It pays to shop around. Some insurance discounts are mandated by law and
others are company incentives.
Some projects pay for themselves quickly. Kevin Simmons, an associate
professor of economics at Austin College in Sherman, Texas, studies the
costs and benefits of disaster mitigation. He also lives in a town where
damaging hailstorms are frequent unwanted visitors.
When he bought his house, the roof was hail-damaged. Instead of
reroofing with regular shingles, he shelled out about $1,500 more for
flexible hail-resistant shingles. He says his insurance company reduced
the premium by $500 a year. "That's a no-brainer," Simmons says -- the
more-expensive shingles paid for themselves in three years.
That's rare. Some expensive projects have no chance of paying for
themselves in the time that the homeowner intends to live in the house.
It's worthwhile to ask whether such upgrades increase the value of the
house, and if so, by how much.
Simmons tackled one such question a few years ago on behalf of a town on
a barrier island on Florida's Gulf coast. (His clients asked him not to
identify the town.) He and his associates researched sales records to
determine whether having built-in metal storm shutters increased a
home's value. Fewer than 30 percent of homes in the town had shutters.
"We found that homes with storm shutters sold at a premium of about 5 or
6 percent," Simmons says.
That was on the barrier island, though. A short distance away, on the
mainland, homes with shutters didn't sell for a significant premium.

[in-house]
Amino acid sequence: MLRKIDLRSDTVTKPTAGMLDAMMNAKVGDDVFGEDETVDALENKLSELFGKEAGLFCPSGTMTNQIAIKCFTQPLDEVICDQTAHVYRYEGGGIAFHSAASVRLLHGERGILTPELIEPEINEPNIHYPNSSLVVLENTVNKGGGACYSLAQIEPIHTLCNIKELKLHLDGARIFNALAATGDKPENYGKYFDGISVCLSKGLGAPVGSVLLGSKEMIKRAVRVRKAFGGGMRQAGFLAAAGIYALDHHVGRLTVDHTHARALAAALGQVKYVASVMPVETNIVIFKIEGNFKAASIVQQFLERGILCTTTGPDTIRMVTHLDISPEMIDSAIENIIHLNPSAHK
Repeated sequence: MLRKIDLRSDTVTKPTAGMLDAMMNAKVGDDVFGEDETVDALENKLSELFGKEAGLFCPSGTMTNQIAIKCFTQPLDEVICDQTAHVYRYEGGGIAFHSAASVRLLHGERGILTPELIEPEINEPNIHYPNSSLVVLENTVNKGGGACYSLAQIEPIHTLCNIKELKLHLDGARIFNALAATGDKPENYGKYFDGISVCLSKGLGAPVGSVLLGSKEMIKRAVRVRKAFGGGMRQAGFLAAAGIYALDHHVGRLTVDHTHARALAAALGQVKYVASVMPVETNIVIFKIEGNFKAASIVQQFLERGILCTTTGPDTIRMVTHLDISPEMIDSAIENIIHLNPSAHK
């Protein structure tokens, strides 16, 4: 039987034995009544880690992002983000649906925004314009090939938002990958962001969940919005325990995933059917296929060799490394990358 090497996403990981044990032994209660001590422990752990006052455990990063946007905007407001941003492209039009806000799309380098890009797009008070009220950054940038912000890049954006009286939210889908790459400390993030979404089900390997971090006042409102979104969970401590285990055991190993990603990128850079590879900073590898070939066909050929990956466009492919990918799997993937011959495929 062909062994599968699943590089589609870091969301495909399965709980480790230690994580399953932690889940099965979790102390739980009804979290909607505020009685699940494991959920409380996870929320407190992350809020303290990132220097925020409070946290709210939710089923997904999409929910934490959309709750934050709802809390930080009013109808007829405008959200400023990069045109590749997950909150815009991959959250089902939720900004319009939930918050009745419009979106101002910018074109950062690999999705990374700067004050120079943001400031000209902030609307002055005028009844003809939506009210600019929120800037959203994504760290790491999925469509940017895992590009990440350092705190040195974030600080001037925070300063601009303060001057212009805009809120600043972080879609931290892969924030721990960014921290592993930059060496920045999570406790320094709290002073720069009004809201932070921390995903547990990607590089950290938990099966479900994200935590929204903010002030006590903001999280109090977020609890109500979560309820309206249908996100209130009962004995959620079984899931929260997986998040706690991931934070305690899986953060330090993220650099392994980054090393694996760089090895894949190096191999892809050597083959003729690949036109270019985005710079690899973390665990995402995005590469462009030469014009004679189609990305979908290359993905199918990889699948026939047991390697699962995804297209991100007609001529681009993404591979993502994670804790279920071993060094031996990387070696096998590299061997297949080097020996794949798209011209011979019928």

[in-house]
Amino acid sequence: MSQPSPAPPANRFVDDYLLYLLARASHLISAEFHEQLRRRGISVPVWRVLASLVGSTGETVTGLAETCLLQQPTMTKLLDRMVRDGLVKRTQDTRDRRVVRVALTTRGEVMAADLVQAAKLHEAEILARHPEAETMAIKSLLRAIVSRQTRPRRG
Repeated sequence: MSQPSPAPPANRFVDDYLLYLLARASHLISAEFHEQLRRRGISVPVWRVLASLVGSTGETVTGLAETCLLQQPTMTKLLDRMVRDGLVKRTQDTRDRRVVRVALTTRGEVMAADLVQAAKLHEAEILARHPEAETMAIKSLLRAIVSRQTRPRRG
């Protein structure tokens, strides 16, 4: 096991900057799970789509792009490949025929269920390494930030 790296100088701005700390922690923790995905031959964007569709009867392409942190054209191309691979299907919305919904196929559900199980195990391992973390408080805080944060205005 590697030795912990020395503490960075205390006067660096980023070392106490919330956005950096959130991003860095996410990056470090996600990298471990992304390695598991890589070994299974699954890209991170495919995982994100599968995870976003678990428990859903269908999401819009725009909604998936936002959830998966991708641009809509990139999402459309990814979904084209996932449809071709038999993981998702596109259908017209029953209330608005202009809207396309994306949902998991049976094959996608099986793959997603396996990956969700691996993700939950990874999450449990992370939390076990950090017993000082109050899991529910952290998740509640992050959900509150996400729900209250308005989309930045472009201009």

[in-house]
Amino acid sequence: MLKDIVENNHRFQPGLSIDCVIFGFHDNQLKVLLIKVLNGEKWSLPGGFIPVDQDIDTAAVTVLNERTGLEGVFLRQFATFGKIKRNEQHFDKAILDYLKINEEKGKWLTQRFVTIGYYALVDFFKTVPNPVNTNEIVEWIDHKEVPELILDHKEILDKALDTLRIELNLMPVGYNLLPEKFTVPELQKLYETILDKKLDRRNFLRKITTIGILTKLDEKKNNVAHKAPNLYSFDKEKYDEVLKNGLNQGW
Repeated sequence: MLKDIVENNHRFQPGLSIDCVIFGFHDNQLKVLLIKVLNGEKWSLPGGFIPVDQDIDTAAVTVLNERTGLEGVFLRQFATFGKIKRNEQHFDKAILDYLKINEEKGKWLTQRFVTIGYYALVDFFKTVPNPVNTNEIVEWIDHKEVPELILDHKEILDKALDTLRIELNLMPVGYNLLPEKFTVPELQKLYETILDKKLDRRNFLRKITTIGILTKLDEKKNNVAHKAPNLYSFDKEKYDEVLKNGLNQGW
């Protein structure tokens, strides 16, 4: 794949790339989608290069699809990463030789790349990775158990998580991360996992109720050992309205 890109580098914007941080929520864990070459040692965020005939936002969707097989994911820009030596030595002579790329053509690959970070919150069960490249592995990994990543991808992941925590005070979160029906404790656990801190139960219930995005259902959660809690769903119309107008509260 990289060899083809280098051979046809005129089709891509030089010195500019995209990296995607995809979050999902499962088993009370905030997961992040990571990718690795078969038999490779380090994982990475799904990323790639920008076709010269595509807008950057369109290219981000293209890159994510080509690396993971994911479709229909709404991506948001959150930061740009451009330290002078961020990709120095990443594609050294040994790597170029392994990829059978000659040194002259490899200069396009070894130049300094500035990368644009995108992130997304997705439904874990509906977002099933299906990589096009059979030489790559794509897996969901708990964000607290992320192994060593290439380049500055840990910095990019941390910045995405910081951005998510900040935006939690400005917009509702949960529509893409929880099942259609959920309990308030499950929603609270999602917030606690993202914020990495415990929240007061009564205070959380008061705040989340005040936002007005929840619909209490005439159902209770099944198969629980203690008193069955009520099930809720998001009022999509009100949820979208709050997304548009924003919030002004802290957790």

Buyers perceive, Simmons says, houses on barrier islands are more
vulnerable than houses on the mainland.
The most cost-effective home improvements -- in terms of raising a
home's value -- are those that make the house look better. Most
disaster-retrofitting projects, such as bolting a wood-frame house to
its foundation to resist earthquakes, or installing brackets to hold
storm shutters, are invisible, ugly or, at best, utilitarian looking.
Don't expect to recoup the cost of a disaster-mitigation project when
you sell the house.
Get objective, experienced advice
A real estate agent with years of experience selling houses in your
neighborhood can offer an opinion about the effects of disaster
retrofitting on resale price. Or hire a property appraiser to make an
estimate. Ask a seasoned professional who knows your neighborhood well.
Don't seek the contractor's opinion about the effect of his work on your
home's value. That's like asking a barber if you need a haircut.
Even if a project doesn't pay for itself in lower insurance bills and
increased resale value, it might be worthwhile if the upgrade makes you
feel better. It feels satisfying to know that your shutters and roof can
handle a strong hurricane; that the water heater is strapped to the wall
studs so an earthquake won't rip it from the pipes, flooding the house
with water and natural gas; that you have wildfire-resistant landscaping
and soffits and eaves.
On the other side of a disaster, there's no feeling of misery like being
displaced from your place of comfort. It's depressing to have to move
out of your home while it's getting rebuilt, or to have to live in
disarray while repairs are being made. No one can set a price on that
but you and your family.